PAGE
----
I was first drawn to this book by the lovely book cover. The next thing was the time period this story featured... the 1920's. I have really been intrigued by this era and getting my hands on new books that I come across that take place in this era. As soon as I opened this book I was transported back in time. This is the best part about this book...the era. I was not immersed in the characters or their lives as much as I would have liked to be. In fact, for me I did not really see or experience a love triangle. Although, I thought that Octavian was good as was Sophie. Theresa was fine but I felt a brick wall between her and Octavian that they could not fully break down in their relationship. Despite not being in love with this book I did like what I read and would read more books by this author.
  • (3/5)
    3.5 starsA CERTAIN AGE is a trip back in time to my favorite “modern” era. Maybe it’s simply nostalgia on my part, but it was a glorious time full of promise and limitless potential, and a sense of innocence we’ve lost. A CERTAIN AGE’s character’s embody and reflect aspects of the era beautifully with each facet given a name and face. I truly felt transported back in time with:Theresa- New York Society and old money matron, of a certain age. Sophie- Bright young thing with the world before her. Pauper to “patent princess” thanks to daddy’s invention. She’s also the object of Jay’s affection and his desire to throw off the mantle of bachelorhood.Jay/Ox- Theresa’s brother, impeccable pedigree and no money.Boy(o)/Octavian- Recently returned from France, former war pilot. Experience has made him more man, and more troubled, than men twice his age. He’s also Theresa’s lover.Sylvo- Theresa’s husband. They’ve had an agreement for years, initiated by Sylvo. It works for them.While the male characters play integral roles, and we couldn’t do without them, most of their actions, to me, are in reaction to the women. They’re the ones who call the shots.And of the women, speaking for myself, Theresa was by far the most interesting. The opening “trial of the century” teases because we have no clue who’s on trial or for what, though murder is what usually results in a “trial of the century” moniker. The characters are then introduced and we get to know them and their all too human dramas, be they monied or poor, as they draw ever closer to the fateful day and its events that culminate in the trial. Things were tooling along swimmingly and I was there hook, line, and sinker…..until we knew who and what in regards to the trial. There had been foreshadowing but I’d hoped it was my imagination. Sadly, it wasn’t and that’s when events became a bit melodramatic/soapy and somewhat on the predictable side. Despite that, Theresa’s POV was still interesting while Sophie essentially lost me. Bright young things aren’t all that entertaining to me. But I certainly appreciated the twist(s) at the end.Reviewed for Novels Alive TV & Miss Ivy's Book Nook Take II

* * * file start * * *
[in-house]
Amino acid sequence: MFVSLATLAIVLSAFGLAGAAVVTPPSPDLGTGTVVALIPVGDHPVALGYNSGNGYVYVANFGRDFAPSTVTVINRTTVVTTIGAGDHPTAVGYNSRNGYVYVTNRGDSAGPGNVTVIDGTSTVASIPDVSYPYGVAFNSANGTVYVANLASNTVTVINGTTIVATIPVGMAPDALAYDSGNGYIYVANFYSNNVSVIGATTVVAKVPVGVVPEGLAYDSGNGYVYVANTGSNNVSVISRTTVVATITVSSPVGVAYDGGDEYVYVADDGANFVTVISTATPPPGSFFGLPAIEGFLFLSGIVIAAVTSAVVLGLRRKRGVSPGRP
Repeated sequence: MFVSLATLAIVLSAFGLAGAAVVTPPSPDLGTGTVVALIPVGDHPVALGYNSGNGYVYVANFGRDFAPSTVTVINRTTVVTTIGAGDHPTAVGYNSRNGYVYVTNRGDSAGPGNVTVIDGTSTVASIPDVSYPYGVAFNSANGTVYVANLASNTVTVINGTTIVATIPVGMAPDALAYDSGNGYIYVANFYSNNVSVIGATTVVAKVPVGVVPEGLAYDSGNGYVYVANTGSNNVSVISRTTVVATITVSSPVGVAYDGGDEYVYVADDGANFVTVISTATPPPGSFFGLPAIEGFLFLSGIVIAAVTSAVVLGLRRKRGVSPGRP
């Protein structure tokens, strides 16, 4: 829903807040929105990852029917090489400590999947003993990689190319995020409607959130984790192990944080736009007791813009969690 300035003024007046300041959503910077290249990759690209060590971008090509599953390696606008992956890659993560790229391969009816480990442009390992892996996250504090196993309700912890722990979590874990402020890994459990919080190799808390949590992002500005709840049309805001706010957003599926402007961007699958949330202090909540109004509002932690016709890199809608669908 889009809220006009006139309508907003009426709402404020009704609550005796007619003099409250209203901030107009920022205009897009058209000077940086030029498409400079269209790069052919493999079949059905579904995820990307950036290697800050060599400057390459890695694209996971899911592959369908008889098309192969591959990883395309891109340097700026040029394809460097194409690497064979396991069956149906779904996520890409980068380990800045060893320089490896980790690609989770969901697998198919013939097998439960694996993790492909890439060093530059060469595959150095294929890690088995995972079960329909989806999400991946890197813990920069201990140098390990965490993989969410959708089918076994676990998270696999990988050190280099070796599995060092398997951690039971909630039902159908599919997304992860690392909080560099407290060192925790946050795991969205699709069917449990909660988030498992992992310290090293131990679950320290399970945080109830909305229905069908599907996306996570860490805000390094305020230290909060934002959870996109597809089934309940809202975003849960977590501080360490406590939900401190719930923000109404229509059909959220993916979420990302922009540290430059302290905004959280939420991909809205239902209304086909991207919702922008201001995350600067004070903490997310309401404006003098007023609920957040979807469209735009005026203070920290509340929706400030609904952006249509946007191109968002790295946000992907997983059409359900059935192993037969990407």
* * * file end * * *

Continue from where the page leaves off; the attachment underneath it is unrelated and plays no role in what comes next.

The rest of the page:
• (5/5)
    A Certain Ageby Beatriz WilliamsLet me begin by placing a few key phrases before you."hedonism of the Jazz Age" in New York CityCaptain Octavian Rofrano (BOY)... honorable, devoted war hero, "battle scarred" paramour of the flamboyant Mrs. Theresa Marshall.Miss Sophie Fortescue... naive, charming ingenue, advancing and retreating on the fringes of "the Roaring 20's.""As a fateful triangle forms, loyalties divide and old crimes are dragged into daylight, drawing Octavian into transgression…and Theresa into the jaws of a bittersweet choice."(publisher's note)This is an excellent rendering of the jazz age in NYC andthe colorful characters dabbling in conventional and forbiddenpursuits4.5 ★
  • (4/5)
    Falling in love with a younger man while you are still married and then having a younger woman come along wasn't the best thing to happen to Mrs. Theresa Marshall.A CERTAIN AGE began with an excerpt from a murder trial then moved to alternating chapters and told of the life of high society and how they adapted social protocol to whatever they wanted.We follow Mrs. Marshall, Mr. Marshall, Captain Rofrano, and Miss Fortescue in the scandalous antics they were all involved in. Decisions had to be made and Sophie Fortescue had the most difficult decision, even though her father was the one that would be making the decision about who she was to marry.Ms. Williams again perfectly portrays the time period and how women in wealthy families really didn't have a choice about choosing their spouse. After the marriage proposal was made, an investigation into the Fortescue family adds another layer to the book. The Fortescues are not who they say they are, and a house that Mr. Rofrano grew up in was part of their secret.Once the secret was revealed and Sophie Fortescue was more outspoken, the book heated up with an ending that was oh so good with an unexpected twist. I enjoyed the characters, but Mrs. Marshall and Mr. Fortescue were my least favorites. Mr. Fortescue was too controlling, and Mrs. Marshall was too sneaky for me.A CERTAIN AGE was beautifully written as all of Ms. Williams’ books even though it took me a while to get connected, but it was still enjoyable.The book's cover is stunning, and the book is patterned after an opera titled Der Rosenkavalie. ENJOY if you read A CERTAIN AGE. 4/5